Architect, May 2013
Remember when we were going to save the suburbs? In 2008, Ellen Dunham-Jones, AIA, and June Williamson released Retrofitting Suburbia, a handbook for turning sprawl into walkable, sustainable, more urban places. The book got national media attention, Dunham-Jones gave a TED talk, and for a while, dead malls were the topic du jour.
Then the recession came, putting the brakes on many suburban redevelopment plans and shifting the attention of designers and policymakers elsewhere. We started to see the effects of climate change, such as powerful, more frequent storms, and grew concerned about resilience and adaptation, not just prevention. Meanwhile, Generation Y’s preference for city living intensified, and among designers, conversation shifted to designing for health and social impact, with a renewed interest in serving inner-city communities and the developing world.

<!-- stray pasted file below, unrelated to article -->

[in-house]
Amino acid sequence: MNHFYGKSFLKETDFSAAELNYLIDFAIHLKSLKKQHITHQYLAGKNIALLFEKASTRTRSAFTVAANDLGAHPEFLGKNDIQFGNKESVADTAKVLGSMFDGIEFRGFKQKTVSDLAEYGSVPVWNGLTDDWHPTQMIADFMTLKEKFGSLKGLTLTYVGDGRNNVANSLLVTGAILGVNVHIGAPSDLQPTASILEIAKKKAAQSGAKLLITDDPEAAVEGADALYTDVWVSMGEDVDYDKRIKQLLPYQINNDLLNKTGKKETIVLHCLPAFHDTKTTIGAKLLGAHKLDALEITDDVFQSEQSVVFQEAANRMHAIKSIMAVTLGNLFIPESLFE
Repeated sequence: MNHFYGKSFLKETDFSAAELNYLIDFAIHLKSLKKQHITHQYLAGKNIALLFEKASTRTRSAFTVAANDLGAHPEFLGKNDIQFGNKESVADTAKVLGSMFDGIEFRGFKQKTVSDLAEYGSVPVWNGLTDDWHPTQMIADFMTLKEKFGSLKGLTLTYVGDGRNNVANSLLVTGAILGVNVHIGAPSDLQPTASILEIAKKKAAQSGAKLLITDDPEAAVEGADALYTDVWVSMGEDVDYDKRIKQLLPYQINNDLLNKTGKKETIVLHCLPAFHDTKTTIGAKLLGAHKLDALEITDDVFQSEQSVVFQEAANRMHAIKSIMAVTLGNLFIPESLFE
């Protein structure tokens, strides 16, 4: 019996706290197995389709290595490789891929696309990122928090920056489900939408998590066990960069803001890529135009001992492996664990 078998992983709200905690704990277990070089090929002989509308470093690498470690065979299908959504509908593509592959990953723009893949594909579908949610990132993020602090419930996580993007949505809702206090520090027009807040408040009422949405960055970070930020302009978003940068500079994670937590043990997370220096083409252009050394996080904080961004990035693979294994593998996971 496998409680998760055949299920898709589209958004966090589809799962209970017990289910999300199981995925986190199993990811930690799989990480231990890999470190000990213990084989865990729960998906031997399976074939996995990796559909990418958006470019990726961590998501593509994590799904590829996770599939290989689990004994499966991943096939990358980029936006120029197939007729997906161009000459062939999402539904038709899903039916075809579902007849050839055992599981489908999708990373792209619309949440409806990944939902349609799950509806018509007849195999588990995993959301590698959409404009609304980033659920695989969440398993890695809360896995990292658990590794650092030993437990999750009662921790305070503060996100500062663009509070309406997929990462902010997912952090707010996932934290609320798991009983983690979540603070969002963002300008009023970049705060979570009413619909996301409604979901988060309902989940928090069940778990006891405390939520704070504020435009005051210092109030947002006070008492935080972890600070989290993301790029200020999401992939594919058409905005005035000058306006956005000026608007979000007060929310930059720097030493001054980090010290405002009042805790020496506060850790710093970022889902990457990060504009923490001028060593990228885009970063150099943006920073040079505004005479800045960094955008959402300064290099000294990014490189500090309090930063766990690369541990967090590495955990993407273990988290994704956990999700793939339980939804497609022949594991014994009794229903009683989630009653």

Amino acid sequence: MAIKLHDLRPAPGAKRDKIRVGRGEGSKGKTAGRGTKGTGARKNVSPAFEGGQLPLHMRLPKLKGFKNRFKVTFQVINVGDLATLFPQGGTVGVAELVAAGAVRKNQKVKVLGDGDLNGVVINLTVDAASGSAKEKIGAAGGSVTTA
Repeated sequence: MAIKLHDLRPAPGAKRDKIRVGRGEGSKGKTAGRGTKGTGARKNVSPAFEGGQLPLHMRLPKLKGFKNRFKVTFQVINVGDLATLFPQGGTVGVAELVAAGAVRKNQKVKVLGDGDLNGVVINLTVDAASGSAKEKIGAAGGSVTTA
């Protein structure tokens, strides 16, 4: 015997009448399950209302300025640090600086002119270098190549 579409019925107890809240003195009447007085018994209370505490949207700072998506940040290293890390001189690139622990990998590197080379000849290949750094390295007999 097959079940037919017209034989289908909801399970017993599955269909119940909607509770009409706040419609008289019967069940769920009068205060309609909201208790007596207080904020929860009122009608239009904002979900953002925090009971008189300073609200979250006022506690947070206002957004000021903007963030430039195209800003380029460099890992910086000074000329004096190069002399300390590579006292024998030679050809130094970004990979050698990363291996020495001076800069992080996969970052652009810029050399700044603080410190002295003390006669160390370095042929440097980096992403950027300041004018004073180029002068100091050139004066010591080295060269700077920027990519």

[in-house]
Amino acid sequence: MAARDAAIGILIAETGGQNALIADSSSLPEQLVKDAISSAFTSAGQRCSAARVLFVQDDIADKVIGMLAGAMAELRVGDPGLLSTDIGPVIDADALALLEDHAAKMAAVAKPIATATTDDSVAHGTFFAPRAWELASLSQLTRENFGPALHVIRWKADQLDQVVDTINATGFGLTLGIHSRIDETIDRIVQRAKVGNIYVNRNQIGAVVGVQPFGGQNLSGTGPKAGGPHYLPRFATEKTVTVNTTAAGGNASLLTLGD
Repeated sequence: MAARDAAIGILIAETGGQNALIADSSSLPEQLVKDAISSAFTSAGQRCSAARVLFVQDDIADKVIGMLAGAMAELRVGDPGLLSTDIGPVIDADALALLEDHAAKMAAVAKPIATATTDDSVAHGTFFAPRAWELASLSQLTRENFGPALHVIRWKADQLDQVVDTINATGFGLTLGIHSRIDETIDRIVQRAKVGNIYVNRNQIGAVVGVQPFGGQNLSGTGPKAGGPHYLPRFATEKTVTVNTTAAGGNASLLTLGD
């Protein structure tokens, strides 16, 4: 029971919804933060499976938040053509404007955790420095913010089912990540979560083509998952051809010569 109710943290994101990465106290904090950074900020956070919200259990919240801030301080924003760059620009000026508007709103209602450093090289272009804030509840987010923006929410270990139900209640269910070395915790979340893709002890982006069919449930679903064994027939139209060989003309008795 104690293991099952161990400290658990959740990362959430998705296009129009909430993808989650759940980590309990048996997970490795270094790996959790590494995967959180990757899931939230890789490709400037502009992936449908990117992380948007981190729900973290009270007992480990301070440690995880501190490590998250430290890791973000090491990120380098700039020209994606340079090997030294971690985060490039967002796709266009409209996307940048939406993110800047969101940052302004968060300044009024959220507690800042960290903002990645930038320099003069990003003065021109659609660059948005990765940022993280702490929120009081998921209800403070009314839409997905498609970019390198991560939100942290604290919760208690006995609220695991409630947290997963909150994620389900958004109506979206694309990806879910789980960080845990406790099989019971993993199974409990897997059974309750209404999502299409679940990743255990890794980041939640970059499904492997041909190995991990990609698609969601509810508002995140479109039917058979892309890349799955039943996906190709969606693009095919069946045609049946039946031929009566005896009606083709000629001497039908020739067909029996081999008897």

The elephant in the room: In the United States, most of our aggregate metropolitan area is auto-dependent suburban sprawl, and it’s not going away. Meanwhile, countries such as China and India are starting to replicate our bad land-use decisions. If anything, the need to retrofit suburbia is more urgent now than it was five years ago, when it seemed more buzz-worthy.
Image courtesy of Tobias Holler of HOLLER Architecture and Matthias Altwicker of AB Architekten